I feel like visible mending has become trendy as of late. I can see why. It’s a way to extend the life of your favorite pieces of clothing. It’s also something you can do with very basic sewing skills. There are a lot of different techniques you can use to mend your clothing, so much that I can’t cover in a single blog post, but I wanted to demonstrate two possible ways to mend holes and rips. I hope this little intro inspires you to dive deeper into visible mending.

Visible Mending Supplies:

  • An article of clothing to be mended
  • Scrap fabric
  • Standard embroidery thread
  • Scissors
  • Embroidery needle
  • Sewing pins

Visible Mending Instructions:

First, decide a color for your scrap fabric and embroidery thread. It can be the same color as the fabric you’re mending or even a contrasting color.

Cut about 18 inches (or about the length of your arm) of the embroidery thread.

Now you need to separate the strands. The thread should be made of 6 strands so take three of the strands, and separate it from the group. This should be done slowly. If you do this too fast, you might wind up tangling your thread! Depending on the size of the hole, you will most likely use both halves of the thread.

Insert one end of the now separated thread into the eye of the embroidery needle. Pull it through until both ends of the thread meet. This is called threading the needle. Then tie a knot at the end of your thread.

Pin the scrap fabric underneath the hole of clothing using the sewing pins.

some light yellowy green cloth pinned on top of darker teal cloth

Now I’ll show you two possible techniques.

Technique one: Satin stitching over the hole

This one works best on a small hole. If you don’t want to have your scrap fabric show, this is also a good one to use.

Sew three stitches across the hole, all a little bit apart from each other. Then, starting at one end, start to fill in the empty spaces.

a hand holds the teal cloth with pins visible underneath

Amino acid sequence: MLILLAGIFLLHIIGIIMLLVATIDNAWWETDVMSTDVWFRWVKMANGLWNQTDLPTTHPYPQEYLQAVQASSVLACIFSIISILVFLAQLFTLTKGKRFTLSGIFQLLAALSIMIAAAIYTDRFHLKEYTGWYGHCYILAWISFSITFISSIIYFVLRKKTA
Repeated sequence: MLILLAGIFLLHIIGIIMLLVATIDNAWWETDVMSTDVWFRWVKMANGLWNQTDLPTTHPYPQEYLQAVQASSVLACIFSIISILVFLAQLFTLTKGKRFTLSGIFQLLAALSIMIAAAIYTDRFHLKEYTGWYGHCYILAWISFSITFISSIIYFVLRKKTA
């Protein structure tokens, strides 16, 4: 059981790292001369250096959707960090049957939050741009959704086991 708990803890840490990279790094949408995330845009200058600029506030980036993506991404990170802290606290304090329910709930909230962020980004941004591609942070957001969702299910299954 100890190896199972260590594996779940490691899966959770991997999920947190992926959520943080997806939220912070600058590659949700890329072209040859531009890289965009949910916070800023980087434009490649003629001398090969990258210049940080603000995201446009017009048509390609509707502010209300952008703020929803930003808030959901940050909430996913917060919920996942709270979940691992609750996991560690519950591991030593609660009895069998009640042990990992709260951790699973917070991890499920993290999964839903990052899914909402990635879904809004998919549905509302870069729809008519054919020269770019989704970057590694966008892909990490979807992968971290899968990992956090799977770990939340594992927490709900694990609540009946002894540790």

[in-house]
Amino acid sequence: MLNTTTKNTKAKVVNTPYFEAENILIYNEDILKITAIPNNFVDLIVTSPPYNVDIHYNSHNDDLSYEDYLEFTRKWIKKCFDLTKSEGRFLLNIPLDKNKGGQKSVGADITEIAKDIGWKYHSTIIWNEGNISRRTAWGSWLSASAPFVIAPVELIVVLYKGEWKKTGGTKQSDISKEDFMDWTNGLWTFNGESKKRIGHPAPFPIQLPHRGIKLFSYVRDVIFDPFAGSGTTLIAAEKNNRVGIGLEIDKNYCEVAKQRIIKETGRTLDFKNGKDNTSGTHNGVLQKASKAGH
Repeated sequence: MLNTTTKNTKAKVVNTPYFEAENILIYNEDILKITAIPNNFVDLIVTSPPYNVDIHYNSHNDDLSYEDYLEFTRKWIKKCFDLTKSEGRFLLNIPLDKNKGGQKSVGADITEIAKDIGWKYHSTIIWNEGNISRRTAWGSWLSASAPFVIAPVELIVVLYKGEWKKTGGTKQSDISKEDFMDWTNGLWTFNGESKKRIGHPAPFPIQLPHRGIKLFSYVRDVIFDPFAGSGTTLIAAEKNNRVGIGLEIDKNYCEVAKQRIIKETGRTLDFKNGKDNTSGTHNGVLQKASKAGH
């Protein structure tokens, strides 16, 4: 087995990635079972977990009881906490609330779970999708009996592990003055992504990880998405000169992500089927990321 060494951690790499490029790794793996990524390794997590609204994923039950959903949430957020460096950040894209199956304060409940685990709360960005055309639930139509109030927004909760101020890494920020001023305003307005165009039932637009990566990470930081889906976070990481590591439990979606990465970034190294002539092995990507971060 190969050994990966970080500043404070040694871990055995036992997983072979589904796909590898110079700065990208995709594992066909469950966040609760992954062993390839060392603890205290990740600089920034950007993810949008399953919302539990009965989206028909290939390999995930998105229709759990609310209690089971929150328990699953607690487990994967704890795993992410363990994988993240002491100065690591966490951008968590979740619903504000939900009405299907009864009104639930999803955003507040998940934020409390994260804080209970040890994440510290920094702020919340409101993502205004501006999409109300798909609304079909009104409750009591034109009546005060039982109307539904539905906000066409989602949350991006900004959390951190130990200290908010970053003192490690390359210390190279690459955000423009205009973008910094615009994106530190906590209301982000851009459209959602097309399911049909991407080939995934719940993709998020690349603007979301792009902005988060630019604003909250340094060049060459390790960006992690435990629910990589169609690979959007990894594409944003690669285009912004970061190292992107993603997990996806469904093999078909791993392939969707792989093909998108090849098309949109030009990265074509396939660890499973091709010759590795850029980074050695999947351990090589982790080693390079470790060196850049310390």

When your remaining thread (also known as the tail) only has about three inches free, you need to tie off your thread. You can find simple instructions here. After tying off, re-thread your needle and continue stitching over the hole.

Once the hole is completely covered, tie off your thread and trim the scrap fabric so that it’s only a centimeter around the new stitches.

blue stitches cover the area where the pins were

Technique Two: Frame the hole with eyelet stitching

If you really want to transform as well as repair your clothing, this one is a great one to use.

Pull your needle through just before one of the edges of the hole. Then bring it down past the edge, into where the scrap fabric shows.
Bring it back up again to next to where the first stitch started and down again next to the end of the first stitch.

Continue this until the embroidery thread creates a frame around the hole. If you start to run out of thread before the frame is complete, tie off your thread (see technique one) and re-thread your needle.

the lighter fabric is stitched under the darker fabric with blue thread around the edges

When the frame is finished, tie off your needle and cut away the excess scrap fabric.

Contributed by Lianne
Lianne loves learning new crafts and art mediums. From learning create things with air dry clay to drawing with micron pens and watercolor markers, she is always finding to something new to try. You can find her on Instagram at imake.things.